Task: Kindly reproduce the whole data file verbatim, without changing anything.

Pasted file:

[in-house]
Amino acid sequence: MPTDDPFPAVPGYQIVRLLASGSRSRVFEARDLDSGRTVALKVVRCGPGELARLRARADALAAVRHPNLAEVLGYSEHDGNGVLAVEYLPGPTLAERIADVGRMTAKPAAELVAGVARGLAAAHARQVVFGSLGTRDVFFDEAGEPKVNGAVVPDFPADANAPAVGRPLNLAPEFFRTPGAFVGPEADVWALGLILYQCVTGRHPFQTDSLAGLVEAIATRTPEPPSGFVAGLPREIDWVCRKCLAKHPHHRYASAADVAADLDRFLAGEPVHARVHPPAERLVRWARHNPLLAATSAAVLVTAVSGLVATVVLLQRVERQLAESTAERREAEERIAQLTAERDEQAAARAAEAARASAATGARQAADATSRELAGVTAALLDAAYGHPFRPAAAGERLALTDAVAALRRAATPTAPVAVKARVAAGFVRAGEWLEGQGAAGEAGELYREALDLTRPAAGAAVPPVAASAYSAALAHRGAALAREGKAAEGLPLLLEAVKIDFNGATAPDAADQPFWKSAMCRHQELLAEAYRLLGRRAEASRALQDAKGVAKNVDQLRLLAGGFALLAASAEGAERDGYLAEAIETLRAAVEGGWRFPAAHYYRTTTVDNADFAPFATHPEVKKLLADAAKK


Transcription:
[in-house]
Amino acid sequence: MPTDDPFPAVPGYQIVRLLASGSRSRVFEARDLDSGRTVALKVVRCGPGELARLRARADALAAVRHPNLAEVLGYSEHDGNGVLAVEYLPGPTLAERIADVGRMTAKPAAELVAGVARGLAAAHARQVVFGSLGTRDVFFDEAGEPKVNGAVVPDFPADANAPAVGRPLNLAPEFFRTPGAFVGPEADVWALGLILYQCVTGRHPFQTDSLAGLVEAIATRTPEPPSGFVAGLPREIDWVCRKCLAKHPHHRYASAADVAADLDRFLAGEPVHARVHPPAERLVRWARHNPLLAATSAAVLVTAVSGLVATVVLLQRVERQLAESTAERREAEERIAQLTAERDEQAAARAAEAARASAATGARQAADATSRELAGVTAALLDAAYGHPFRPAAAGERLALTDAVAALRRAATPTAPVAVKARVAAGFVRAGEWLEGQGAAGEAGELYREALDLTRPAAGAAVPPVAASAYSAALAHRGAALAREGKAAEGLPLLLEAVKIDFNGATAPDAADQPFWKSAMCRHQELLAEAYRLLGRRAEASRALQDAKGVAKNVDQLRLLAGGFALLAASAEGAERDGYLAEAIETLRAAVEGGWRFPAAHYYRTTTVDNADFAPFATHPEVKKLLADAAKK